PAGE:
Fermentation is the new fad for many foodies, prompting a boom in homemade beers, sauerkrauts, kimchi, and all the accompanying accessories. And now, fermentation may be a key to dealing with municipal solid waste, by converting it to a highly useful materials stream for new products.
SEKISUI Chemical Company, a multibillion dollar Japanese diversified chemicals company, has partnered with Lanzatech, a carbon recycling company, to complete a successful pilot-scale demonstration of a waste-to-chemicals platform that converts municipal solid waste to new chemical products that are precursors to plastics, rubbers and synthetic fibers used in production of new packaging, from sneakers to cell phone cases and even yoga pants.
Today, many municipal solid waste streams are incinerated or super-heated to produce a synthesis gas made up of carbon monoxide and hydrogen, which is then combusted for power and emitted as carbon dioxide (CO2). With the fall in global renewable power costs and the rise of emissions reductions targets, SEKISUI wanted to do better. Together with LanzaTech, they have taken an existing gasification system at a landfill site and added LanzaTech’s fermentation capability to a slipstream of the gas. They have shown that it is possible to recycle the carbon from unsorted MSW destined for landfill or the incinerator and ferment it to make new products, products that would otherwise come from fossil resources or sugars.
In contrast to traditional fermentation that uses yeast to convert sugars into products such as ethanol, LanzaTech actually ferments carbon-rich waste gases, producing ethanol and a variety of liquid chemicals using a naturally occurring bacteria. The technology, first demonstrated in 2013 in a laboratory unit, has now achieved commercial productivity and stability targets. SEKISUI’s Senior Managing Executive Officer for Corporate Research & Development Satoshi Uenoyama says that garbage is an important resource. “It is essential our society effectively utilizes this valuable and abundant resource as the ‘urban oil field’ of the future enabling the creation of a sustainable society.” The company intends to replicate the technology widely. This pilot program aligns with Japan’s “3R” strategy of reducing, reusing and recycling resources and supports the nationwide movement to reduce emissions by 26% below 2013 levels by 2030 according to Japan’s Paris Climate commitments.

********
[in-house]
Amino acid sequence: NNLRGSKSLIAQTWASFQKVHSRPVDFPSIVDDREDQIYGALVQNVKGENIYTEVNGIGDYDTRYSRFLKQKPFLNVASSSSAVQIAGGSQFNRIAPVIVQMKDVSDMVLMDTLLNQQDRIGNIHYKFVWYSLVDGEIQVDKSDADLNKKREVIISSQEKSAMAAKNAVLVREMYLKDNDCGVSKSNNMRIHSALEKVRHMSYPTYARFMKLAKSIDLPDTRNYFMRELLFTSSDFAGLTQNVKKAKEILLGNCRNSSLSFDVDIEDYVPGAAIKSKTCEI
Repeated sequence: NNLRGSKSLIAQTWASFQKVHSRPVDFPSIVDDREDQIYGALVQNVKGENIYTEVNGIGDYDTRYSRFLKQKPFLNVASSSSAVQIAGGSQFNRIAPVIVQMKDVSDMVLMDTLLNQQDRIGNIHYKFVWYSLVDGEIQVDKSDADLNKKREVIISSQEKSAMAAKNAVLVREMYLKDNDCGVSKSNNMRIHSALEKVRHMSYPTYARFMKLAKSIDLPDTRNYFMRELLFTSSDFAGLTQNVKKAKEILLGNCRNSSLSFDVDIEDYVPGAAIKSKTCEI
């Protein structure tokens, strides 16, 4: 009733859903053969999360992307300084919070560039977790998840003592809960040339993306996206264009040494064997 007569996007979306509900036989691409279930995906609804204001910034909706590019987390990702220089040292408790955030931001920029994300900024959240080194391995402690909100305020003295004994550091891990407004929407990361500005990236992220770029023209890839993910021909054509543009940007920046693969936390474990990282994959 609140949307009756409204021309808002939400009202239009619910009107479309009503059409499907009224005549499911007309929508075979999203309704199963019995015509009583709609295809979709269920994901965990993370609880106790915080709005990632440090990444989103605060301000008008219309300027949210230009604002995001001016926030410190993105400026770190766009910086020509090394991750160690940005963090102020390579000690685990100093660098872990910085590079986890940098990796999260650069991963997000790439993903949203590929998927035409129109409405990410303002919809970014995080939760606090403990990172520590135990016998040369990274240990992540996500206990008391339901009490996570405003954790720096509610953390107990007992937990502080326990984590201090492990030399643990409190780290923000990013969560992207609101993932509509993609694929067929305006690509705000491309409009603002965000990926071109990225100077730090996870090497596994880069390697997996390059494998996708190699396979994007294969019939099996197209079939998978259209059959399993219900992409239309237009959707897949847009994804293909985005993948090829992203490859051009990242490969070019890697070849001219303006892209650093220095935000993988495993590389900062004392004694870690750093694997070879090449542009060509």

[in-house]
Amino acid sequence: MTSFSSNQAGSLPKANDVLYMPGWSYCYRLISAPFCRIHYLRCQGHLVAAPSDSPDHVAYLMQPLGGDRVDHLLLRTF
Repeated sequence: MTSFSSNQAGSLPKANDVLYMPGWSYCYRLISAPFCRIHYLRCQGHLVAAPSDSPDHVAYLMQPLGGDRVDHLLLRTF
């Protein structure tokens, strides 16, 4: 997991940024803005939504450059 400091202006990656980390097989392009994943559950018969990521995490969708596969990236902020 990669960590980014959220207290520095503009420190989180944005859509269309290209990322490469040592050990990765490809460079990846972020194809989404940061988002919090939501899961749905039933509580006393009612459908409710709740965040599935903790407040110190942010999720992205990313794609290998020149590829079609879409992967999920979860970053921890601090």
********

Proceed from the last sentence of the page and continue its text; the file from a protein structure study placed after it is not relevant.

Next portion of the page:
“We must focus on using carbon for products, not power, giving carbon a second chance of life,” said LanzaTech CEO Jennifer Holmgren. “Imagine being able to look at your trash can and know that you can lock all that waste carbon into a circular system, avoiding CO2 emissions and maximizing our precious carbon resources.”